Despite the availability of preventive tuberculosis (TB) medications, TB remains a critical public health challenge in Papua New Guinea. Although PNG is no longer one of the 30 countries with a high TB/HIV burden identified by WHO, a high burden of TB and multidrug-resistant TB remains. In 2011, the Department of Health introduced the National Tuberculosis Management Protocol (NTBMP), including TB infection prevention control (TB IPC) guidelines as a critical strategy to manage the high TB burden in the country. These TB IPC guidelines aim to interrupt the TB transmission cycle in healthcare institutions and prevent spread into the community. Though the guidelines have been promoted in the PNG health sector as a policy for over a decade, little information about the implementation of this policy is available to inform policymakers, health managers, and clinicians.
Research indicates that health facilities implementing optimum TB-IPC guidelines have effectively prevented TB transmission among susceptible individuals. For example, one successful strategy that highlights the efficacy of a TB IPC program in healthcare institutions was the implementation of a cough officer screening (COS) system in a hospital in Taiwan. This technique is an administrative control measure that trains nurses to promptly detect patients and guardians with coughs, and alert physicians. Through the operationalisation of the COS system, 184 – from a total of 7998 (2.3%) – “cough patients” were diagnosed with TB by the consulting physicians and were started on correct TB medications. This research suggests that without the COS system, these patients would have remained undiagnosed, endangering the lives of healthcare workers (HCWs), patients and guardians, and others in the broader community.
Despite the effectiveness of TB IPC, its implementation still needs to be improved in many healthcare institutions globally, particularly in low-income countries such as PNG. Our recent evaluation of the TB IPC guideline in district hospitals in the Highlands and Momase regions – using the WHO Infection Prevention Control Assessment Framework (IPCAF) – reveals that about 80% of the district hospitals in the study sample have either an inadequate or only basic level of TB IPC practice. This finding is consistent with studies in the Highlands region from a decade ago. According to WHO standards, health facilities with this status require significant improvement in TB IPC practice.
The picture that emerged from our analysis is one of relatively low priority for implementation in PNG’s healthcare sector coupled with a myriad of challenges in district hospitals. For example, although most rural hospitals have a TB IPC plan, no specific budget has been allocated to execute its activities. In addition, our study revealed chronic shortages of key HCWs in district hospitals, increasing workloads, and competing tasks for the limited staff. This has seriously paralysed TB-IPC activities, including patient triaging, cough education, screening, and community education.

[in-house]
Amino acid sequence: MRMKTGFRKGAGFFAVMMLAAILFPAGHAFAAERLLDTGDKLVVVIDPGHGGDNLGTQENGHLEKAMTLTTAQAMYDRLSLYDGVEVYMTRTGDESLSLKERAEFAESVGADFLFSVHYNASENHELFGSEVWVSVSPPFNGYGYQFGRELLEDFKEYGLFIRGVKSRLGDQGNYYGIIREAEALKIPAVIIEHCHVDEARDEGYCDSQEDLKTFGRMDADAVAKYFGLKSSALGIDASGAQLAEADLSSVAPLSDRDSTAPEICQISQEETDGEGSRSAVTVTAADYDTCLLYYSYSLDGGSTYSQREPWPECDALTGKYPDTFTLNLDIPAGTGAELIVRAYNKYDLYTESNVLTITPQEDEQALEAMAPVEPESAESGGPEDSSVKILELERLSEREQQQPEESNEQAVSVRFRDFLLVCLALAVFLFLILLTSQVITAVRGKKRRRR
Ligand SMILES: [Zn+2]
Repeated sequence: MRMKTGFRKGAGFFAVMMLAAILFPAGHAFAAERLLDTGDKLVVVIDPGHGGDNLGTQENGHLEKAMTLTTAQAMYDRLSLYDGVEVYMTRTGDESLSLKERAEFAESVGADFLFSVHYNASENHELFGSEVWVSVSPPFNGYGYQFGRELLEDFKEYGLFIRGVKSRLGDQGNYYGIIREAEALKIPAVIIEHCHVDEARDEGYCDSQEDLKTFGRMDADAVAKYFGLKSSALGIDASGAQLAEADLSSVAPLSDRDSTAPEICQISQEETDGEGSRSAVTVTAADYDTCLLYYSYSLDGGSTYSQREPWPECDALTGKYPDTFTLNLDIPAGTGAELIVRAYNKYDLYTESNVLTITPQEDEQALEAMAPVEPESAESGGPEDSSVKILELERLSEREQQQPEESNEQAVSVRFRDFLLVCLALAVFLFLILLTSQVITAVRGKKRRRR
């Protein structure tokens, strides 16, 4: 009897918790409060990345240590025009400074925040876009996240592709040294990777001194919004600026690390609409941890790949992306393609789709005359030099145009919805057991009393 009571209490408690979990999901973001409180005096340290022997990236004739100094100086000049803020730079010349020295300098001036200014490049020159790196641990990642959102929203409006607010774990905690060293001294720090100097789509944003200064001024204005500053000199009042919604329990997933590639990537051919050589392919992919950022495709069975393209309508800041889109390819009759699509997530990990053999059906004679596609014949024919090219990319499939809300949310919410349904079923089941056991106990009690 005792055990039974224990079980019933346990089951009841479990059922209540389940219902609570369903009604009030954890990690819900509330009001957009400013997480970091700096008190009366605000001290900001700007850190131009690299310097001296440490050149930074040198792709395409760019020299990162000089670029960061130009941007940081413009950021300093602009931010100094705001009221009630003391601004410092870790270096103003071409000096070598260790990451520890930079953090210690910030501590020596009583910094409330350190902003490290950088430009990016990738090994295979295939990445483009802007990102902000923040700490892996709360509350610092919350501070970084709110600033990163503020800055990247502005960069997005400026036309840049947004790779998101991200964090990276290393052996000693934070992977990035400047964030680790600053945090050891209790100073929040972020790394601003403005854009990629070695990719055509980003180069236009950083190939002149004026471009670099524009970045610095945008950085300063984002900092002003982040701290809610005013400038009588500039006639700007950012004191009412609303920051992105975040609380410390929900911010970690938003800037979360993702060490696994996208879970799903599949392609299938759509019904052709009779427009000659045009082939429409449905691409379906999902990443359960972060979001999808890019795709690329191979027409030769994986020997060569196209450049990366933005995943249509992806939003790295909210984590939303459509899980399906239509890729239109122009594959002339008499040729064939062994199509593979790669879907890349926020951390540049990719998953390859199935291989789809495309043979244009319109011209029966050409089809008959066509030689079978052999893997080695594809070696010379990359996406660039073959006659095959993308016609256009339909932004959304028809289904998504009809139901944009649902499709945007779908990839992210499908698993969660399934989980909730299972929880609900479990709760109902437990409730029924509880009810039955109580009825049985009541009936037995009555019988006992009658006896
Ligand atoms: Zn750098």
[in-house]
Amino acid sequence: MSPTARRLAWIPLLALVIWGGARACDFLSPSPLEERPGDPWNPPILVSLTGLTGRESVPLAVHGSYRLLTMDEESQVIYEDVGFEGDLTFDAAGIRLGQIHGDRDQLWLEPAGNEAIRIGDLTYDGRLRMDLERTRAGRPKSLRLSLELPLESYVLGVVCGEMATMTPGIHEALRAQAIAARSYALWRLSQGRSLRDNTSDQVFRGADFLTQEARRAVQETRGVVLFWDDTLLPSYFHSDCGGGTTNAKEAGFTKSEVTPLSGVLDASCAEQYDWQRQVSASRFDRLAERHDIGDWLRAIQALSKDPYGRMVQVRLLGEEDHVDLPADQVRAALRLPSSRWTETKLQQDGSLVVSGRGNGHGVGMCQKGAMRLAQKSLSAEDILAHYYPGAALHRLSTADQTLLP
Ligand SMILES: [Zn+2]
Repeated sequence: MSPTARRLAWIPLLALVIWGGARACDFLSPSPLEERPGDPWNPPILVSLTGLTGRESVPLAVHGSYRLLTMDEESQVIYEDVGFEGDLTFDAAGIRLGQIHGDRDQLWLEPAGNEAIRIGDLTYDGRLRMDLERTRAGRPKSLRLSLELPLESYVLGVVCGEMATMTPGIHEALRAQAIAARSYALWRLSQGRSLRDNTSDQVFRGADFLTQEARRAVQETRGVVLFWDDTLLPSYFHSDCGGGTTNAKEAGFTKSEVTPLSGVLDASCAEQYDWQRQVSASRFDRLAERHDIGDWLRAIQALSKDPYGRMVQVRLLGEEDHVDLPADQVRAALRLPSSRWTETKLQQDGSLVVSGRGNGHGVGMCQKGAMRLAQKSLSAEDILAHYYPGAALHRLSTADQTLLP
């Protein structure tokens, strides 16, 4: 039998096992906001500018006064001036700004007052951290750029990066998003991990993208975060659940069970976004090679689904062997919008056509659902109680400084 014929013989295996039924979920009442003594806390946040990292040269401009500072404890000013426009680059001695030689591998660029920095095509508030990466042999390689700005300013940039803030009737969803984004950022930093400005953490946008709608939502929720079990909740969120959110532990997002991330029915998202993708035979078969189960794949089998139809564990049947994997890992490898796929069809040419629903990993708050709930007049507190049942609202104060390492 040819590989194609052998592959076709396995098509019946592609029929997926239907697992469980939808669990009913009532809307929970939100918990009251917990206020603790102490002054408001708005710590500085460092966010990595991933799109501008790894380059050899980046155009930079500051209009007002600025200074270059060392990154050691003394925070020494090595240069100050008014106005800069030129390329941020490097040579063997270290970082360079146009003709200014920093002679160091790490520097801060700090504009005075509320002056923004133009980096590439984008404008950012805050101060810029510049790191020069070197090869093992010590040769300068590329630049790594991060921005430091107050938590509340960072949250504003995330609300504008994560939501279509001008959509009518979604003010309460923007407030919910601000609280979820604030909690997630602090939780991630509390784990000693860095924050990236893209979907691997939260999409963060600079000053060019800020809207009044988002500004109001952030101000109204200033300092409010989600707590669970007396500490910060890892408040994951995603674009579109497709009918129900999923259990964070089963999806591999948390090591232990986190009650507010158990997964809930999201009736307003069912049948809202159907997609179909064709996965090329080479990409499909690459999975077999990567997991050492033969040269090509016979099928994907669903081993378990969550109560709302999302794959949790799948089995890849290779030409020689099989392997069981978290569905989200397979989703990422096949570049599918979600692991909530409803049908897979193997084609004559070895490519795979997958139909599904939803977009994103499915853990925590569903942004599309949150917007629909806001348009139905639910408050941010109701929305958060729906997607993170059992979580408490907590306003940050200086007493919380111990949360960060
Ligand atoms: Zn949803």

Additionally, HCWs in district hospitals need more training on IPC practices. Currently, it appears that training opportunities that do exist are only accessible to TB program officers, leaving other key HCWs – including nurses, community health workers, and laboratory technicians – without this critical knowledge about TB IPC. Our evaluation in the Highlands and Momase regions also aligns with other reports that show a chronic shortage of essential medical supplies in rural health settings in other parts of PNG.
Worse still, about 50% (5 of 10) of the district hospitals have no designated TB wards. Our study revealed that patients diagnosed with positive and suspected TB cases were forced to be admitted with immunosuppressed patients with medical conditions in general medical wards. This phenomenon completely violates the recommended protocol of IPC standards, and endangers the health of other patients.
The recent COVID-19 pandemic has highlighted the significance of IPC measures in preventing healthcare-associated infections. However, rural health services – that serve more than 85% of the inhabitants in PNG – are under-resourced and lack good governance, leadership, and accountability at the Provincial Health Authority (PHA) level.
There is an urgent need to invest in strengthening interventions as articulated in the National Health Plan 2021-2030, such as: training and capacity building for HCWs; improvement in healthcare institutions’ infrastructure; consistent supply of protective technologies and drugs; maintenance of medical equipment; upgrading of rural laboratory settings; sufficient funding; adequate healthcare personnel; good governance and leadership; and availability of TB IPC guidelines at the PHA level and communicated to HCWs in rural health facilities. A robust health system and sound supporting infrastructure, including water and electricity, are essential facilitators of TB IPC practice in rural health settings.
It is imperative to note that if relevant stakeholders have not adequately supported the TB IPC policy over the past decade, there is no guarantee that other similar public health policies, such as the National Infection Prevention Control Policy, will be supported. There is, however, an opportunity to move TB IPC from the silo of national TB programs and embed it in the National Health Plan (in key result areas four and five, combating infectious diseases burden and health systems strengthening strategies).
Furthermore, TB IPC should be perceived as part of a comprehensive occupational health approach for promoting the wellbeing of HCWs as well as reducing the TB burden on the broader community.